Florida Lifts State Restaurant Restrictions: Dwell Covid-19 Updates

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Live Coronavirus Updates: Tracking Global News, Cases and Deaths

Florida is lifting state restrictions on restaurants and many other businesses, the governor said.

Florida Governor Ron DeSantis said Friday the state would move into the next reopening phase and lift state restrictions on restaurants and many other businesses.

Mr. DeSantis, a Republican and ardent supporter of President Trump who spoke at the president's rally in Jacksonville Thursday, said he would sign an order as part of the third phase of his administration's reopening that will allow restaurants and many other businesses to plan to work at full capacity.

"We are not closing anything in the future," said the governor in St. Petersburg.

According to DeSantis, district governments are likely to limit capacity, but not by more than 50 percent – a new restriction on local control.

"I think this will be very, very important for the industry," said DeSantis, describing the wholesale closure of restaurants in particular as unacceptable. "After six months you can no longer say no and only have people who turn in the wind."

Mr DeSantis declined to mandate the use of masks in the state, insisting that such a decision should be left to local governments. However, his government has increasingly stepped in to prevent counties from imposing stricter virus restrictions. Many of Florida's largest counties are Democrat-run.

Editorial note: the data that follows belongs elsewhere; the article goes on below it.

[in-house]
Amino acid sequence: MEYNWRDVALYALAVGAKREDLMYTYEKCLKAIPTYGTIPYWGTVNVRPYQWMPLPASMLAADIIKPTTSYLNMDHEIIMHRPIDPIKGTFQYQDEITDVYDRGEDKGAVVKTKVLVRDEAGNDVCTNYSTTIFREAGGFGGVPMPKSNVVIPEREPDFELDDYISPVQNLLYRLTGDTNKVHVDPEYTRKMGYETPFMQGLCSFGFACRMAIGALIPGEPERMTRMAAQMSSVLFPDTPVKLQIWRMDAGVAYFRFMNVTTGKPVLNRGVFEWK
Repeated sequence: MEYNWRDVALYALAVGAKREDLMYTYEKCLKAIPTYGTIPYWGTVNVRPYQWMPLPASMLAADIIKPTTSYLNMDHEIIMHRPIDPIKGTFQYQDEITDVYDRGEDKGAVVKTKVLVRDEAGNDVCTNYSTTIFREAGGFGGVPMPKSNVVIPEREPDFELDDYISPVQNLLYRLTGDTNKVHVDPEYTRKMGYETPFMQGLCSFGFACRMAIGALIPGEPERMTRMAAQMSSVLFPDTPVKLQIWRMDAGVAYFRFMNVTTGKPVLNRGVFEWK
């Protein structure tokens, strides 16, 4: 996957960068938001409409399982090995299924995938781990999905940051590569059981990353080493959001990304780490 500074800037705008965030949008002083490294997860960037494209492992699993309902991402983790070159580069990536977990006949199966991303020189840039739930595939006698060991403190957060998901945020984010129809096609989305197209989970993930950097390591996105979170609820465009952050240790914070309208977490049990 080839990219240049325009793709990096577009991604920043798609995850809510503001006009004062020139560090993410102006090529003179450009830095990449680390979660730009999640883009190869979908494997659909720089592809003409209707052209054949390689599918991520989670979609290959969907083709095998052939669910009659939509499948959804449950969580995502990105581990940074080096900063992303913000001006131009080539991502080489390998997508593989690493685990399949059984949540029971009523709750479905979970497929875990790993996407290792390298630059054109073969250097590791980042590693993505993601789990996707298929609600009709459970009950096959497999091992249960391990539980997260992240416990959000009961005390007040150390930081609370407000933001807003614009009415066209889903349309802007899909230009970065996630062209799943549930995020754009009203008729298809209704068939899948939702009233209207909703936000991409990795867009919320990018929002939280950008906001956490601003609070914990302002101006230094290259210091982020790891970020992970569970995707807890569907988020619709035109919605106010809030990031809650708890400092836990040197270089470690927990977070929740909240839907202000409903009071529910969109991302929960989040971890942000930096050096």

According to the state's reopening plan, Phase 3 may see bars and nightclubs "with limited social distancing protocols" operating at full capacity. Bars in Miami-Dade County, the county hardest hit by the virus, have yet to reopen. The county mayor said he hoped to allow some operations with restrictions such as table service only.

After a sharp spike in the summer, cases in the state have dropped significantly. The governor has touted the fact that Florida was able to come down from the top without imposing a lockdown as evidence that company closings should not be considered in an attempt to contain the virus in the future .

As of Thursday, Florida tested 38 percent of a test target developed by researchers at the Harvard Global Health Institute. The state had a 12 percent positivity rate for the total number of tests processed in the two-week period ended Thursday, according to data analyzed by The Times. According to the World Health Organization, positive rates should be at or below 5 percent for at least 14 days before a state or country can be safely reopened.

The virus-related emergency room visits peaked in early July and hospital stays on July 21, DeSantis said.

"That was over two months ago," he remarked. Since then, “we have actually seen more economic activity and more interactions. Schools have opened. All theme parks are open. More people visited. And what happened to hospitalization? Covid-positive hospital stays have fallen 76 percent since the July peak. "

On Friday, Florida added more than 2,800 new cases and 120 new deaths. In total, the state has registered more than 695,000 cases and more than 13,900 deaths, according to a Times database.